Also Shorebird does not support changing native code (e.g. Java/Kotlin on Android or Objective-C/Swift on iOS). The tool will warn you during an attempted patch if you have changed native code.
Does Shorebird submit to the stores for me?
Shorebird does not currently support submitting to the app stores on your behalf. We have plans to add this in the future, but for now you will need to continue to use your existing processes to submit to the app stores. https://github.com/shorebirdtech/shorebird/issues/257
What does Shorebird store on disk and where?
The Shorebird updater (included in your application when you build your app with
Shorebird) caches the latest downloaded patch in the same cache directory that
Flutter uses for caching compiled shaders or compiled Dart code. On Android,
this is located in
although the base of that path is provided by the Android system and can change
dynamically at runtime. On iOS devices, data is stored under
The Shorebird command line tools (e.g.
shorebird patch) are installed on disk
$HOME/.shorebird, including bringing a copy of Flutter and Dart as well as
the Shorebird release tools themselves. This is similar to how the
Uninstall has details on how to remove Shorebird from your system should you choose.
How does this relate to Flutter Hot Reload?
Flutter's Hot reload is a development-time-only feature. Code push is for production.
Hot reload is a feature of Flutter that allows you to change code on the device during development. It requires building the Flutter engine with a debug-mode Dart VM which includes a just-in-time (JIT) Dart compiler.
Code push is a feature that allows you to change code on the device in production. We will use a variety of different techniques to make this possible depending on the platform. Current demos execute ahead-of-time compiled Dart code and do not require a JIT Dart compiler.
What types of changes does Shorebird code push support?
Shorebird can change any Dart code in your application. This includes app code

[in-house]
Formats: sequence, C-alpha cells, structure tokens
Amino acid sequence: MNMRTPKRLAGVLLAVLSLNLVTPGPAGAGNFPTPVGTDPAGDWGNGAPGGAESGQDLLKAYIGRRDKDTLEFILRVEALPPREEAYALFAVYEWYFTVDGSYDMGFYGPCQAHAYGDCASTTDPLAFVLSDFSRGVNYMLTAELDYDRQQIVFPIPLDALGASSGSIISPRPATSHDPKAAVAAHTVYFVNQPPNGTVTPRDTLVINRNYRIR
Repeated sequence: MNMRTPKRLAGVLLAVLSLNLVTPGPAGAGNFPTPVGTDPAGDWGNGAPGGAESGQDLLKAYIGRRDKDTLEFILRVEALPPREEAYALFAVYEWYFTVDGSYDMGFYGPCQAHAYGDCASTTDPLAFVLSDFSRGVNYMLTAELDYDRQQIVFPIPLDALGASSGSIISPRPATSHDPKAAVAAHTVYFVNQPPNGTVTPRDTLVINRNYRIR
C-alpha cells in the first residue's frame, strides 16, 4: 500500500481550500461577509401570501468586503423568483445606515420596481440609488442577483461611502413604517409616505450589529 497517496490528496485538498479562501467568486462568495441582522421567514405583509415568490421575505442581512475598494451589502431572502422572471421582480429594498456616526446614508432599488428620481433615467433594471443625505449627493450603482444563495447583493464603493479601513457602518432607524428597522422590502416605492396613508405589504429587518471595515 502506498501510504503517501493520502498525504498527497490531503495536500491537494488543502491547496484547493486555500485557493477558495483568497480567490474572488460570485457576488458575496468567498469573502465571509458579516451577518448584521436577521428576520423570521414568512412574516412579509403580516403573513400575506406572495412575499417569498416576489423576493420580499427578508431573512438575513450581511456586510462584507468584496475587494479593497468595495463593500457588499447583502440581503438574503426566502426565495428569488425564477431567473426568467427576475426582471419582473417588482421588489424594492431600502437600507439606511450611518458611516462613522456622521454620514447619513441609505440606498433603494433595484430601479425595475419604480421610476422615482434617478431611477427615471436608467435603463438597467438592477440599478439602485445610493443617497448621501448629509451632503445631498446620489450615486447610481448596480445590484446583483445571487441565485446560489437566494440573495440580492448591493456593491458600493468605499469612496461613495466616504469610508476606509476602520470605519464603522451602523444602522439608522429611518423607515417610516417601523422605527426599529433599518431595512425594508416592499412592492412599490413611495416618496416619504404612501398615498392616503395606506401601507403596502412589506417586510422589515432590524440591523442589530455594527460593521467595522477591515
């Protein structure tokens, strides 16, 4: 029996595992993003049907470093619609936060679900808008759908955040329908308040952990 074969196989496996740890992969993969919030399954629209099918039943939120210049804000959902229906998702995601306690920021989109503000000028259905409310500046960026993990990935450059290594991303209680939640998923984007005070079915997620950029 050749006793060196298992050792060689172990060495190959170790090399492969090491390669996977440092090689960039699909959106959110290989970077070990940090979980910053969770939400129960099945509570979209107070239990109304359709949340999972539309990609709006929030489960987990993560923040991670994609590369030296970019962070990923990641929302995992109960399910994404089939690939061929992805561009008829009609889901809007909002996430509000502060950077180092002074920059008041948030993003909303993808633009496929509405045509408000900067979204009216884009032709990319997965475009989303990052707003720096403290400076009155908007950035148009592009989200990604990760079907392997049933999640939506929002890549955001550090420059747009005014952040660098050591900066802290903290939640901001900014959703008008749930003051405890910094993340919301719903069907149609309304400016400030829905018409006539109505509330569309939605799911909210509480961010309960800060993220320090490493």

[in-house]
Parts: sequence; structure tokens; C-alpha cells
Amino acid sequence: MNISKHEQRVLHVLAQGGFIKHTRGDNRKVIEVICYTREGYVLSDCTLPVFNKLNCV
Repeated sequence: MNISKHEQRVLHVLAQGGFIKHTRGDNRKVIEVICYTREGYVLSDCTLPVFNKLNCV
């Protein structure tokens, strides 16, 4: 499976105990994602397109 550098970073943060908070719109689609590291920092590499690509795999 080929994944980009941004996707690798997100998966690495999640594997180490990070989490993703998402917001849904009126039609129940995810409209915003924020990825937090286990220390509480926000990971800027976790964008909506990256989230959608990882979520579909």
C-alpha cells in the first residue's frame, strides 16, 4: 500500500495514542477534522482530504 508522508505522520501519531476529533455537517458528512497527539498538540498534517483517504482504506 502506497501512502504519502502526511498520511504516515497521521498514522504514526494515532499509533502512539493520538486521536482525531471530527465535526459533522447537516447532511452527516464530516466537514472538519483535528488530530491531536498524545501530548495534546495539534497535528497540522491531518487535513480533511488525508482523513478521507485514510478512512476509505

and generated code. You can also update dependencies in
pubspec.yaml as long
as they don't require native code changes.
We have plans to support changing Flutter asset files (from pubspec.yaml) in the near future: https://github.com/shorebirdtech/shorebird/issues/318
We do not have plans to support changing native code (e.g. Java/Kotlin on Android or Objective-C/Swift on iOS), and the tool will warn you if it detects that you have changed native code as it will not be included in the patch.
Does this support Flutter Web?
Code push isn't needed for Flutter web as the web already works this way. When a user opens a web app it downloads the latest version from the server if needed.
If you have a use case for code push with Fluter web, we'd love to know!
Will this work on iOS, Android, Mac, Windows, Linux, etc?
So far we've focused on Android and iOS support, but code push will eventually work everywhere Flutter works. We're ensuring we've built all the infrastructure needed to provide code push reliably, safely first before expanding to more platforms.
What OS versions does Shorebird support?
Shorebird supports the same versions of Android that Flutter supports.
Flutter currently supports Android API level 19+ and iOS 11.0+: https://docs.flutter.dev/reference/supported-platforms
What versions of Flutter does Shorebird support?
Shorebird currently supports only recent stable releases of Flutter. We could support older versions of Flutter as well, we just haven't built out the infrastructure necessary to maintain such over time. We intend to support more versions of Flutter in the future, including any version for our enterprise customers. https://github.com/shorebirdtech/shorebird/issues/1100